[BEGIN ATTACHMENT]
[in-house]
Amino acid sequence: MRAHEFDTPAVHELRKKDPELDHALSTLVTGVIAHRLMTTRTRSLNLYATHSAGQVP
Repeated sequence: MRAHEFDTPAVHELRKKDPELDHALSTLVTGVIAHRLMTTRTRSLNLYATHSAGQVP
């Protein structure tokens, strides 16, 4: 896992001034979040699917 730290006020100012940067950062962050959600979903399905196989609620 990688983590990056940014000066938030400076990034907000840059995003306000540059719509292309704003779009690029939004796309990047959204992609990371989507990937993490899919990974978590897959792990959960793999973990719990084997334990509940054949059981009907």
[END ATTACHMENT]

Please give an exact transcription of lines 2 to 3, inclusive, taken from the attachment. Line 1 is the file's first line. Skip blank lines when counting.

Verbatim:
Amino acid sequence: MRAHEFDTPAVHELRKKDPELDHALSTLVTGVIAHRLMTTRTRSLNLYATHSAGQVP
Repeated sequence: MRAHEFDTPAVHELRKKDPELDHALSTLVTGVIAHRLMTTRTRSLNLYATHSAGQVP